Amidst a sublimity and richness of landscape almost unequalled in the world, which presents itself to the view of the astonished traveller on looking down from the [4/5] mountain pass on the city of Caracas (splendid still even in its ruins); and along its lengthened line of fertile plain, irrigated by the river Guayra, and stretching in an easterly and westerly direction for more than twenty miles, at an elevation of nearly 3000 feet above the level of the sea, with a range of mountains on either side, rising in one point to more than 5000 feet above the plain itself--the eye yet rests with calm and holy delight on the conspicuous, but neat and simple, burial ground of the English Church.

[The city of Caracas was almost totally destroyed by a dreadful earthquake in 1812. Nearly 20,000 persons are supposed to have perished either from the openings of the earth or from the fall of buildings. It happened on Holy Thursday, and in the Barrack alone (which must have been both in itself and from its situation a most striking edifice)2000 soldiers, who were under arms waiting to attend a public procession, were in an instant buried. The loss of life in the several monastic houses was very great, and the circumstances, under which several of the nuns perished, most harrowing. In one street a priest was observed with a crowd of affrighted females clinging to his garments, and in a moment a wall was seen to fall and crush them all under it. The inconvenience arising from the dead bodies, left unburied, was so great that the city itself was deserted by the survivors for some months. Of the many churches which graced the City, three or four only, with the Cathedral, were left standing, and these were much shaken and injured.]

[7] Dearly beloved in the Lord,

WE have assembled for the purpose of setting apart, in a religious manner, a place of interment for the members of the church of England dying within these parts of the world. It is a purpose at once reasonable, and pious, and charitable, and consecrated to our holiest affections by the usage of very remote antiquity.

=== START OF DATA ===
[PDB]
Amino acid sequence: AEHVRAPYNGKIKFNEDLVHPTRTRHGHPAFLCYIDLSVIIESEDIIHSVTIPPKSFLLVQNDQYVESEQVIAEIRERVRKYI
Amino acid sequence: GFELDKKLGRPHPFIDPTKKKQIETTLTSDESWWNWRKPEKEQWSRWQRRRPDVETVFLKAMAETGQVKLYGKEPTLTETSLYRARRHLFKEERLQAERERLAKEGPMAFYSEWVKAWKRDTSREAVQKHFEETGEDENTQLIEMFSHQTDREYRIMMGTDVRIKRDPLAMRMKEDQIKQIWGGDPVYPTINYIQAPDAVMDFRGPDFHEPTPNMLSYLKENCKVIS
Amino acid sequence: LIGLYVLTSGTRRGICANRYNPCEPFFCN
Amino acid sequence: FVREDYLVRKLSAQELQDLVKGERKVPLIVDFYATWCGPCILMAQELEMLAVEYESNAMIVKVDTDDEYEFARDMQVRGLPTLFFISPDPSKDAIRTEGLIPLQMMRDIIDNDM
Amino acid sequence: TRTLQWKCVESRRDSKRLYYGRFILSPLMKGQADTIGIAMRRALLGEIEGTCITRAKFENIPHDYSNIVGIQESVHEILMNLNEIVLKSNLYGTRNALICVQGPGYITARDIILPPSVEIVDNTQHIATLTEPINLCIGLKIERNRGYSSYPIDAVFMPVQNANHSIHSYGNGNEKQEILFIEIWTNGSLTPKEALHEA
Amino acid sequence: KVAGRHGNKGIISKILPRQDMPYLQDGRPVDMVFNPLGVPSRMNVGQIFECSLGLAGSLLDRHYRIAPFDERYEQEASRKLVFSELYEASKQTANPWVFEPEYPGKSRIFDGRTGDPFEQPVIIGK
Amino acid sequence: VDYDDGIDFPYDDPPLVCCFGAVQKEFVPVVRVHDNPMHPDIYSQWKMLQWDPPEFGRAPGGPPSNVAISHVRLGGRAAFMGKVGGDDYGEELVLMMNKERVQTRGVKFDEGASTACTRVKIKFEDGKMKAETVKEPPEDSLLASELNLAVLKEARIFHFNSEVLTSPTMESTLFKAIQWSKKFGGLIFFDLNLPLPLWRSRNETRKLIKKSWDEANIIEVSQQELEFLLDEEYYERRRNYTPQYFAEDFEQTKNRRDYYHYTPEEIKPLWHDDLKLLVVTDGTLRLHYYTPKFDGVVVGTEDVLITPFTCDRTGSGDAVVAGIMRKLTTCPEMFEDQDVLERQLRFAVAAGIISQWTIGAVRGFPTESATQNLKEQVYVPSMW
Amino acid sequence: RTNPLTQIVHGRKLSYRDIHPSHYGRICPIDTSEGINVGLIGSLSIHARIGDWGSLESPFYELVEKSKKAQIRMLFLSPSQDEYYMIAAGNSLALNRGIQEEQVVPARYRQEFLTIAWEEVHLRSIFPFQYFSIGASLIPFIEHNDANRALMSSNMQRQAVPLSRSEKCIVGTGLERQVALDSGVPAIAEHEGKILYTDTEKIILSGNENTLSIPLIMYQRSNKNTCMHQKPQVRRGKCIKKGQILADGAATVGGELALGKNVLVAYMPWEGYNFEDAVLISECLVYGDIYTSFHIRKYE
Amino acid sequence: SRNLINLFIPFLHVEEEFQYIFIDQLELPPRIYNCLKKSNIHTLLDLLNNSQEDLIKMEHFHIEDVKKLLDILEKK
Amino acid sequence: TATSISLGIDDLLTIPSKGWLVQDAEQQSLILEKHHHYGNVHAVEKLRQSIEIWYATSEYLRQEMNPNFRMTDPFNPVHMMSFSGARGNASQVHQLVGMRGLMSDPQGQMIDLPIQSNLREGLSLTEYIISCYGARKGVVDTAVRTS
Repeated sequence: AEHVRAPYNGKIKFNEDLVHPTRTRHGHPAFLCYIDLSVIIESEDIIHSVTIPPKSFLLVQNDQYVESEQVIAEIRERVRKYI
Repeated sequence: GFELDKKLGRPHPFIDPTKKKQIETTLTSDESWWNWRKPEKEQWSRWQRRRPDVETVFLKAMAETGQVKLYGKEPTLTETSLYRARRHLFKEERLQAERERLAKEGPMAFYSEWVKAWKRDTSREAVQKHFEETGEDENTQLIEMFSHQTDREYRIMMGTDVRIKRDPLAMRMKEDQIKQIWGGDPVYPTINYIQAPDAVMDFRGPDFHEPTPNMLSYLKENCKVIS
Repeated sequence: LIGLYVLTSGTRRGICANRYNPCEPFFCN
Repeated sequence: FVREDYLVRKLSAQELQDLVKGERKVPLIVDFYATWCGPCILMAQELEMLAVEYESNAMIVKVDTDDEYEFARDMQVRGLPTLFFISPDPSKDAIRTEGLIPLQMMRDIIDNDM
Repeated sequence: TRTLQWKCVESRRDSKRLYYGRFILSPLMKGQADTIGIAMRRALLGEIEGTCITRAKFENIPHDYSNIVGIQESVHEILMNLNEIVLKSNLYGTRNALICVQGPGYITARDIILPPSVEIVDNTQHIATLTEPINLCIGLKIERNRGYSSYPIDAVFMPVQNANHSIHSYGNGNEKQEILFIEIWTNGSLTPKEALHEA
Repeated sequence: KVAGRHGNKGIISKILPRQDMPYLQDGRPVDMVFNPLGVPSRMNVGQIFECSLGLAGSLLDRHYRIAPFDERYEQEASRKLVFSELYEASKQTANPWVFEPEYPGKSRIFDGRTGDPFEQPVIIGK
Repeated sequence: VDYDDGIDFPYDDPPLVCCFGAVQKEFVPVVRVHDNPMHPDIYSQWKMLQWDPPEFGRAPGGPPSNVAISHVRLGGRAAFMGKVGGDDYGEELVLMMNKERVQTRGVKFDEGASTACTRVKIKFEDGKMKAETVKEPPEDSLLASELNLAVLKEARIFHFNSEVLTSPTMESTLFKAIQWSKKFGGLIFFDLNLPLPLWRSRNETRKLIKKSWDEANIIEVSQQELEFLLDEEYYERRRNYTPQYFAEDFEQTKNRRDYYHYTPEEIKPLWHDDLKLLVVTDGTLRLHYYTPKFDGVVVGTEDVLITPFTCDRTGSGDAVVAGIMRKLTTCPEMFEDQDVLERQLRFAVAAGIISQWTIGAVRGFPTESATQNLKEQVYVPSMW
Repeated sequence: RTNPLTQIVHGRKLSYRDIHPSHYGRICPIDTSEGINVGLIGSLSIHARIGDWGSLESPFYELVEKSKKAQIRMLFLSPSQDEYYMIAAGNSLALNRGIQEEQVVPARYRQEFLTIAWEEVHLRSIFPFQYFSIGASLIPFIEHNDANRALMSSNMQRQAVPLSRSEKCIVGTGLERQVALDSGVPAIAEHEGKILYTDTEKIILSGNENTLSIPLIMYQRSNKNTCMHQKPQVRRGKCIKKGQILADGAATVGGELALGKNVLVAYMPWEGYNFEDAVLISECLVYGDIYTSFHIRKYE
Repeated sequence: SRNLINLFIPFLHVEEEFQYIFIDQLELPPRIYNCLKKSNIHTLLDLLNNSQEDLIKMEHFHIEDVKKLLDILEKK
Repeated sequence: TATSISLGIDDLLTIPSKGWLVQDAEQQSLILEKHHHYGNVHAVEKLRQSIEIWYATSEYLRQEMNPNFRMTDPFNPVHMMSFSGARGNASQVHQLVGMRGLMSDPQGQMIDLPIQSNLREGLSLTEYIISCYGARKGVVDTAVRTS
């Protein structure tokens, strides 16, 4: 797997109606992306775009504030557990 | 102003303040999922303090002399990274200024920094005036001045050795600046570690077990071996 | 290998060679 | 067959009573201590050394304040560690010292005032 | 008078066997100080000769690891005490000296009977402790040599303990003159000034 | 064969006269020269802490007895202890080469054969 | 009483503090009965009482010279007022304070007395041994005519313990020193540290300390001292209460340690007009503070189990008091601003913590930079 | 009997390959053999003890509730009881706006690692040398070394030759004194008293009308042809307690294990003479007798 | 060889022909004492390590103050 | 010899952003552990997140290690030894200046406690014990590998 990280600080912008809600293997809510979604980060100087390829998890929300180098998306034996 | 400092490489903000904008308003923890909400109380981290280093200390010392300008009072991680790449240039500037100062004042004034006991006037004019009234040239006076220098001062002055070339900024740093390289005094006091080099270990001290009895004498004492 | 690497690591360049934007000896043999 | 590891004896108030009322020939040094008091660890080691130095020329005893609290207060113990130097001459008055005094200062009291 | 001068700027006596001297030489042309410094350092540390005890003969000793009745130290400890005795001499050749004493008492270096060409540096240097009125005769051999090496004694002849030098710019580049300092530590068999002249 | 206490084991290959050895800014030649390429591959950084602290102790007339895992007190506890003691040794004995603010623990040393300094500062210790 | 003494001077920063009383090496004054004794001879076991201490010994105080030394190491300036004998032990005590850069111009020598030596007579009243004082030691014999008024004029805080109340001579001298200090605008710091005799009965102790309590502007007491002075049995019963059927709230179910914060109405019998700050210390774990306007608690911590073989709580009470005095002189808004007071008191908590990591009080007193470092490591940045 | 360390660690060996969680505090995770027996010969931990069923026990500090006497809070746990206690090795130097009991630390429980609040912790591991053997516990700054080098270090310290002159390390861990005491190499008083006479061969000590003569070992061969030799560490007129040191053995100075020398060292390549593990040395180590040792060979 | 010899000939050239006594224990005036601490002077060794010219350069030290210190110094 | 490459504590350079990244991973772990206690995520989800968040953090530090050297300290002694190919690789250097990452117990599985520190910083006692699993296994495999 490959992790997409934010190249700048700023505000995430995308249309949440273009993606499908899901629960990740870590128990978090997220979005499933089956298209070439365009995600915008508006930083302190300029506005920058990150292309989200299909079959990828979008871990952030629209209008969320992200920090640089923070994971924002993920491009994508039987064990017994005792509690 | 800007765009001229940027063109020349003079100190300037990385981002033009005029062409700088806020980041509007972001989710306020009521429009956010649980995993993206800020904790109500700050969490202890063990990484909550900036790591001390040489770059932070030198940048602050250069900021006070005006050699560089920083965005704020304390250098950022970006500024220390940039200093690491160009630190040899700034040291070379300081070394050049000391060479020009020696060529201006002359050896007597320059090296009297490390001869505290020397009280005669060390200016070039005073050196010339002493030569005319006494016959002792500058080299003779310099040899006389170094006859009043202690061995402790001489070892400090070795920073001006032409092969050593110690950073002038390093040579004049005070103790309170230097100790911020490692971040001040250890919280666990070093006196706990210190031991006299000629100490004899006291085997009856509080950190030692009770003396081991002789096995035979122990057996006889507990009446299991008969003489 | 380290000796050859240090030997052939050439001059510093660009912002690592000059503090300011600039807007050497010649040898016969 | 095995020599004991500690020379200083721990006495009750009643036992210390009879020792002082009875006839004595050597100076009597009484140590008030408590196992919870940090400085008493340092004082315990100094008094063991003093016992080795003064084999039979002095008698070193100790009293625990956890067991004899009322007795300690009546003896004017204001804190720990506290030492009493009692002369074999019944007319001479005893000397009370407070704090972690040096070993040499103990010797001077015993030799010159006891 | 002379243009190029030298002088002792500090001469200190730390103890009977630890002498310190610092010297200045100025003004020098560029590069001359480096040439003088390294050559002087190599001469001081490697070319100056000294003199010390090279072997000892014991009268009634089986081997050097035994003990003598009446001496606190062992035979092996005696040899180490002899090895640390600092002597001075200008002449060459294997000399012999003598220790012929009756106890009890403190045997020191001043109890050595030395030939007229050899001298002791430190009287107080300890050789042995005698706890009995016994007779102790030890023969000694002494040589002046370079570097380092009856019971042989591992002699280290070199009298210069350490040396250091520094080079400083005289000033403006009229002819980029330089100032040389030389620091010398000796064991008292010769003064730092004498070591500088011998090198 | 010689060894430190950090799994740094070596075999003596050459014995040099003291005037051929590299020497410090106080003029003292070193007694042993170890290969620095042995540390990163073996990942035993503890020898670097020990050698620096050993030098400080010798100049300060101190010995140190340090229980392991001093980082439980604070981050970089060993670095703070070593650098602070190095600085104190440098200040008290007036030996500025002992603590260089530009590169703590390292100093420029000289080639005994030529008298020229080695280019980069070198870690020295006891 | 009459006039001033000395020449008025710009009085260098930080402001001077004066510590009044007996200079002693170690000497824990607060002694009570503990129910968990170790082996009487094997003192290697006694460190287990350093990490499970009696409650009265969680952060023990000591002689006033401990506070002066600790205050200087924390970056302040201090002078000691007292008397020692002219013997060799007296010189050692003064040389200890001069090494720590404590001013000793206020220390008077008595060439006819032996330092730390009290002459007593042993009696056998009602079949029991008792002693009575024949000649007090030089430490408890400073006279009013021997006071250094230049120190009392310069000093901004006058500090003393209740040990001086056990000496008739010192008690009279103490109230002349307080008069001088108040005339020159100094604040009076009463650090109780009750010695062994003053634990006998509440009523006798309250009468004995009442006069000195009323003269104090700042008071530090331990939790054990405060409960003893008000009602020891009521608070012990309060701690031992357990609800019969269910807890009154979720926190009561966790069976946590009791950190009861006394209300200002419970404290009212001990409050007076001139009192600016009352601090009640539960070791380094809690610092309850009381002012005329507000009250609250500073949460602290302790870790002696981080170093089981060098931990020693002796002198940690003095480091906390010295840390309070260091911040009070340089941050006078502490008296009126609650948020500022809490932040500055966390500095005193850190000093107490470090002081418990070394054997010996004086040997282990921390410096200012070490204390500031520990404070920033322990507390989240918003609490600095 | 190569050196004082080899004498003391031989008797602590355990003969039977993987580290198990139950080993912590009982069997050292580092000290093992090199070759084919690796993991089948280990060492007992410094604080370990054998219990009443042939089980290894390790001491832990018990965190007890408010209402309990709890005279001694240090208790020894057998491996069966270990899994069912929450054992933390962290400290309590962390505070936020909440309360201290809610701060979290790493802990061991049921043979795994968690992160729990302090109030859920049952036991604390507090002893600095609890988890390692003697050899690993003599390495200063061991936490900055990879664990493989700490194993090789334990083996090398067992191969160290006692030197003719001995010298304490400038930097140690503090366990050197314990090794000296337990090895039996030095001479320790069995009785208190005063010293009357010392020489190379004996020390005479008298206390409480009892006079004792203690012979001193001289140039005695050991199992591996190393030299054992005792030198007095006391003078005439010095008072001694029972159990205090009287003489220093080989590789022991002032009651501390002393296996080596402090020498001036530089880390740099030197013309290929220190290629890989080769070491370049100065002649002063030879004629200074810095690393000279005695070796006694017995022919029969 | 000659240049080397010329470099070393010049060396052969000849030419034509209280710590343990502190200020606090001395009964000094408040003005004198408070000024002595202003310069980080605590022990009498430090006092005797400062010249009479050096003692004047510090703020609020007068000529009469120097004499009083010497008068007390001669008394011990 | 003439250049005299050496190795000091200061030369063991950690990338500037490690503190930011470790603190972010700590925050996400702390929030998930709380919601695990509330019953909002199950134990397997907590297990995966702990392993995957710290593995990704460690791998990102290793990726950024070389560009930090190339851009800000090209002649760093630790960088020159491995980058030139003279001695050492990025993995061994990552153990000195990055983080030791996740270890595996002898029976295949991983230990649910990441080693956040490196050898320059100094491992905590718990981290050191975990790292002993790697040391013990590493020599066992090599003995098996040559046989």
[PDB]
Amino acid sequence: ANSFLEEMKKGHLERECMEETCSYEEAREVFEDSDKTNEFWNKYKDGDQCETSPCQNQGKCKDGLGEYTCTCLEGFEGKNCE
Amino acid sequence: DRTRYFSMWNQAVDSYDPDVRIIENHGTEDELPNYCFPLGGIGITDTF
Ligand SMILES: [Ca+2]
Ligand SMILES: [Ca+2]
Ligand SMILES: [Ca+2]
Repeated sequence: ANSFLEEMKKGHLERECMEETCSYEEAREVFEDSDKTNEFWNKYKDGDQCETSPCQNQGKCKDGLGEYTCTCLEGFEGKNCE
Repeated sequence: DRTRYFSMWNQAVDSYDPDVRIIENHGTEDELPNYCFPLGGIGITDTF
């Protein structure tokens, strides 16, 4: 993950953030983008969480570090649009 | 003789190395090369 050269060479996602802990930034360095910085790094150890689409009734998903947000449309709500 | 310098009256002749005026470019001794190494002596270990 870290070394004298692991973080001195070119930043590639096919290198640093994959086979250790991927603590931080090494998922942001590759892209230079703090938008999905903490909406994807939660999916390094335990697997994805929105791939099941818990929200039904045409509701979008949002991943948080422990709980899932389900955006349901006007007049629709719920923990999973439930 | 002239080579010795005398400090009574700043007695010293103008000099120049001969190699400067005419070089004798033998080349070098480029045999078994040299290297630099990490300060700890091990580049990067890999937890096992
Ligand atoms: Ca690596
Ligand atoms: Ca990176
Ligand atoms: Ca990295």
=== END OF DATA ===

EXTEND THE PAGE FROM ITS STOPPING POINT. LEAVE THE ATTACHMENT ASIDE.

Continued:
Before the flood, and for many years after, we read only in the sacred volume of the deaths of the several patriarchs therein mentioned; but with the introduction of Abraham's history the sacred narrative becomes more particular, and we have the record not only of the "death" of Sarah, but of Abraham's "mourning for her, and weeping for her, and purchasing a burying place for her, of the children of Heth." The solemn charges given both by Israel and Joseph, on their death beds, respecting the disposal of their remains, though more especially intended to declare their faith in the fulfilment of God's promised grant of the land of Canaan to them and to their posterity, are yet farther proofs of the anxiety felt during the [7/8] patriarchal times for the solemn interment and preservation from every indignity, of the bodies of their dead. Israel charged his twelve sons and said--"I am gathered unto my people: bury me with my fathers in the cave that is in the field of Ephron the Hittite, in the cave that is in the field of Machpelah, which is before Mamre, in the land of Canaan, which Abraham bought with the field of Ephron the Hittite for a possession of a burying place. There they buried Abraham and Sarah his wife; there they buried Isaac and Rebecca his wife; and there buried Leah. The purchase of the field and of the cave that is therein was from the children of Heth. And when Jacob had made an end of commanding his sons, he gathered up his feet into the bed, and yielded up the ghost, and was gathered unto his people." So strong were the feelings of Joseph on this point, that "he took an oath," we read, "of the children of Israel, saying, God will surely visit you, and ye shall carry up my bones from hence." And the children of Israel did so, and "brought up the bones of Joseph out of Egypt, and buried them," as it is written in the conclusion of the book of Joshua.